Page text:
What Are the Different Types of Exposed Aggregate Concrete?

All You Need to Know About Exposed Aggregate Concrete and Its Types

Exposed aggregate concrete is in high demand and is being used widely to give homes an elite designer look. Suppose you are looking at creating a picturesque garden landscape or sturdy kitchen slabs. In that case, exposed aggregate concrete is the way to go. The multitude of colour options and textures can be used to make your house unique and desirable.  

The skid resistance it offers makes it an excellent choice for wet spaces like pool sideways. In the rainy season, it is safe to walk on exposed aggregate pavements. It is a good idea to have sandstone paving surrounding the drives. However, since this is a particular type of concrete, it requires plenty of experience to create the same. 

The type of exposed aggregate will be classified based on the colour of the stones in the mix and the technique used to create the surface finish. This post will discuss both in detail. 

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Types Of Exposed Aggregate Depending On The Colour Of The Stones

There are extensive assortments of aggregate to choose from, polished, matte, satin, gravel, sand, or crushed stone. With little alterations and polishing, different looks can be created for various surfaces. Once the concrete is installed, the look will be retained for a long time. 

The common types of stones used in the exposed aggregate are granite, quartz, recycled glass, basalt. Often mixes are derived from natural elements, which gives the aggregate pink, red, rose or even blue hues. Decorative aggregates also have material like shells and glass. Mixes are also differentiated based on their shape, size, and hardness 

Types Of Techniques To Set The Concrete Base

Standard: A mix containing aggregate and concrete is prepared, and the batch is allowed to set. The placement of the stones is random, and there is little control over the placement of the aggregate. 

Topping: Topping the concrete base with aggregate gives better control over the texture of the surface. In this method, a concrete base is prepared and allowed to dry. In the second step, it is topped with the aggregate to give its desired finish. 

Seeding: In this process, the aggregate is seeded on the surface of the wet concrete. It gives better control over the spread of the aggregate, but it is a labour-intensive process. 

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Types Of Techniques Expose The Top Layer

Once the base layer is set, different techniques are used to expose the top layer; some of the popular techniques are:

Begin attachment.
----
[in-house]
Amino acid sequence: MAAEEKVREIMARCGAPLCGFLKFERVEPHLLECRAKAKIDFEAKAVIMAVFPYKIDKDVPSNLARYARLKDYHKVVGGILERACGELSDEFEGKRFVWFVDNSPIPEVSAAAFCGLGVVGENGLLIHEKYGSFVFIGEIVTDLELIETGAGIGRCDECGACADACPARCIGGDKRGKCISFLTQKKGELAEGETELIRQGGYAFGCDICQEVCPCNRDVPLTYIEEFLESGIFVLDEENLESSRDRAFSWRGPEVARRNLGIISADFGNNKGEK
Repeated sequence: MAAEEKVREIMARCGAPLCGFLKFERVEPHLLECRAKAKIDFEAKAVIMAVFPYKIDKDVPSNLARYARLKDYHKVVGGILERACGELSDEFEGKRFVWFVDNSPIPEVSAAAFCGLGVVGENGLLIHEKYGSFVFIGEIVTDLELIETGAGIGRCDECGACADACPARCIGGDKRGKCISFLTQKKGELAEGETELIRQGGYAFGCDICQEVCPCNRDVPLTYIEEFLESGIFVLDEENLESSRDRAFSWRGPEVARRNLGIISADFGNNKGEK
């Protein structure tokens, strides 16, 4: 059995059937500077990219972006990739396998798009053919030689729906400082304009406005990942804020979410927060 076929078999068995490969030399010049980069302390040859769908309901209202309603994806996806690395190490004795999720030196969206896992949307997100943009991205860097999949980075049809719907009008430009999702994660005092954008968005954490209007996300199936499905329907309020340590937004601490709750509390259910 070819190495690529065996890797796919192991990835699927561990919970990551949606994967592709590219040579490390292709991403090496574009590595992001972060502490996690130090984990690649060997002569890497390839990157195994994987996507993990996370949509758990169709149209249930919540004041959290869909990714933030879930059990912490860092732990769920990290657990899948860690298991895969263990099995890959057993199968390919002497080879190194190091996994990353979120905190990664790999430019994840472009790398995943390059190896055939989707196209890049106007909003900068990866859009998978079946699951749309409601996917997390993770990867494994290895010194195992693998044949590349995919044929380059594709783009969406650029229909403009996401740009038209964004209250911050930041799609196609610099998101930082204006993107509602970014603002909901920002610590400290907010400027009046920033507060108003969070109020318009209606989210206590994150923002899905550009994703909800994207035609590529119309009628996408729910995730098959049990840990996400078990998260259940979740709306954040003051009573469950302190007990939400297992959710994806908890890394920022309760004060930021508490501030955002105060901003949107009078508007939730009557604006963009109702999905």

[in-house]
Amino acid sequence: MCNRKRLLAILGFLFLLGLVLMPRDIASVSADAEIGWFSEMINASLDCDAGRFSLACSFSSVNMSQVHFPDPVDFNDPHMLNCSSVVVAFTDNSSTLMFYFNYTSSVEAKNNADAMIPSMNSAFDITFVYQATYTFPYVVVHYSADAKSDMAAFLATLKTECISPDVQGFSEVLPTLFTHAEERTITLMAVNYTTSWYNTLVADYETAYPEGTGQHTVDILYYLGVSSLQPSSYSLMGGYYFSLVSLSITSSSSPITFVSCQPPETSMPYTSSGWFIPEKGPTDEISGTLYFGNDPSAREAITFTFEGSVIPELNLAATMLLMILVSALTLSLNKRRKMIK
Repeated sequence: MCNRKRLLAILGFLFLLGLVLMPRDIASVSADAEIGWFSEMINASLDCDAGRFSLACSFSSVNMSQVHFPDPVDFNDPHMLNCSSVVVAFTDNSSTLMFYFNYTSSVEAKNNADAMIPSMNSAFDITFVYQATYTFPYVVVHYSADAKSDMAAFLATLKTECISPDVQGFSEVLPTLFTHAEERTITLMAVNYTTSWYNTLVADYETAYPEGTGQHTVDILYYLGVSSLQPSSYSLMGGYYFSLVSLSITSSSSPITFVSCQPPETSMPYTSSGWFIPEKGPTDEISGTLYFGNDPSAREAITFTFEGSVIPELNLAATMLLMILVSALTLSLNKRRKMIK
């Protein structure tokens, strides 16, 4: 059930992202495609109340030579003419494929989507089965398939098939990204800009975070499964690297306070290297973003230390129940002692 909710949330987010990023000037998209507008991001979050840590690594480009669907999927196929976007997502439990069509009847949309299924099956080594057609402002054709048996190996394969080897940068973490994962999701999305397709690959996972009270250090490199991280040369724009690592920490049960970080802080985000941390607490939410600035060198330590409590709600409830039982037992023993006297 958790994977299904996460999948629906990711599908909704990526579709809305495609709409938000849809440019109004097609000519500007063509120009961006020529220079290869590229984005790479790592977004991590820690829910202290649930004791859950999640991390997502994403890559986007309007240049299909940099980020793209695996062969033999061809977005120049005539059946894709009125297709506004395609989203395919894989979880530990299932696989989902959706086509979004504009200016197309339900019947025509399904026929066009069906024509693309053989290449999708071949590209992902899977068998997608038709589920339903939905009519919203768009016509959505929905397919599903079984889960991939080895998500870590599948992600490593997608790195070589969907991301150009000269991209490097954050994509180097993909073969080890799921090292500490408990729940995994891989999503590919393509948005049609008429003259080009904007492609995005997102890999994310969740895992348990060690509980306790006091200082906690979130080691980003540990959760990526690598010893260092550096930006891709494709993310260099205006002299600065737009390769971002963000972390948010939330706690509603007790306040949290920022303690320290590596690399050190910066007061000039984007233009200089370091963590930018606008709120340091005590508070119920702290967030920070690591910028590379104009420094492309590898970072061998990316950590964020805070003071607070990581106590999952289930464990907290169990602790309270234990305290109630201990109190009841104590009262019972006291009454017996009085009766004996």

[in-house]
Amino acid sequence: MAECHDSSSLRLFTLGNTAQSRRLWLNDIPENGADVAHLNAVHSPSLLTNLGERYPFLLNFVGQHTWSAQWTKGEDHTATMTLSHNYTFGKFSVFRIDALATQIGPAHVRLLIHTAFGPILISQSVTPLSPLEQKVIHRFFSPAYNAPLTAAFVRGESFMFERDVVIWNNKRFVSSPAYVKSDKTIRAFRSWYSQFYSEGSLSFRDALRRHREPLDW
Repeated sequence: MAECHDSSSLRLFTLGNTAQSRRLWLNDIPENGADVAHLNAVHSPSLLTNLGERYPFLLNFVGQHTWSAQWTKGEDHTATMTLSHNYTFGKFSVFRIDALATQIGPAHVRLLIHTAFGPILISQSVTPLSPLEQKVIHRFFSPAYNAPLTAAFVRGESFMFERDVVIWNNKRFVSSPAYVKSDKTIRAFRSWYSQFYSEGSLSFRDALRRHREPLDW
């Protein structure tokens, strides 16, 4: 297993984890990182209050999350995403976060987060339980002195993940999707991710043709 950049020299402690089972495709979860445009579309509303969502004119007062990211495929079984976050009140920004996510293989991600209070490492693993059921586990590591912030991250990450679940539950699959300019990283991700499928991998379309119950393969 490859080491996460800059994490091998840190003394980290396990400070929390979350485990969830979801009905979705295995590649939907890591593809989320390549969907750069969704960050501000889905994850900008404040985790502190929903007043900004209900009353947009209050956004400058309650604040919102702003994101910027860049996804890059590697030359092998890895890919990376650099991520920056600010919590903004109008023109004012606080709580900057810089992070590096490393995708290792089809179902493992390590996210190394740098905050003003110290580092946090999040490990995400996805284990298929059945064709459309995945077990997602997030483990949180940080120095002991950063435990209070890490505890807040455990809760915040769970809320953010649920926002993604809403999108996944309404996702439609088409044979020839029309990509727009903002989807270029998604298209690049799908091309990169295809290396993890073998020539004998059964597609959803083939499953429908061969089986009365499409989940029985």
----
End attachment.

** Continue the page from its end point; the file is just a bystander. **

Set retarder: Set retarders are special chemicals that are applied to the surface of the layer to prevent the concrete layer from drying.  Once the layer below dries, the top layer is cleaned using a hose and thick brush to expose the top layer. 

Sandblasting: In this technique, a stream of abrasive material like sand is forcibly blasted under high pressure to give it a coarse finish similar to sandpaper. 

Acid itching: In this process, Muriatic acid and water are applied to the concrete surface; it gradually cuts through the cement and sand layers. The aggregate material gets exposed to reveal a similar look of sandblasted finish. 

Concrete grinding or polishing: This process is used to remove a thin layer of cement to attain a smooth, uniform finish similar to the tiles. This is done explicitly for indoor tiles to get a high lustre finish. 

Conclusion

Exposed concrete aggregate is a complex process and is difficult to do unless you have previously worked with concrete. It is better to rely on experts to complete the project for you. The supplier of the exposed aggregate concrete will be able to suggest the best options for the finish and colour you desire for the interiors. 

Main Image Source: Pixabay

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Elize Becker

I am an Archaeologist and Anthropologist with 14 years of experience working with international and locally-based institutions, organisations, companies and public entities. I gained experiences in resettlement and community displacement projects, small business development, cultural-heritage impact assessments and archaeological excavations. Also, I worked as a Project Manager responsible to develop project plans and drive tasks accordingly. Besides my consultancy career, I participated in academic research with a focus on community displacement using an Anthropological approach. Most of my on-site work experiences I gained while working in South Africa, Zimbabwe, Malawi and Namibia. I also joined global sustainable management teams contributing to projects in Cameroon, Mozambique and Bahrain. I enjoy travelling and exploring the world, working with different communities and cultures. I use my writing career to tell and share my stories I experienced when exploring different parts of the world.

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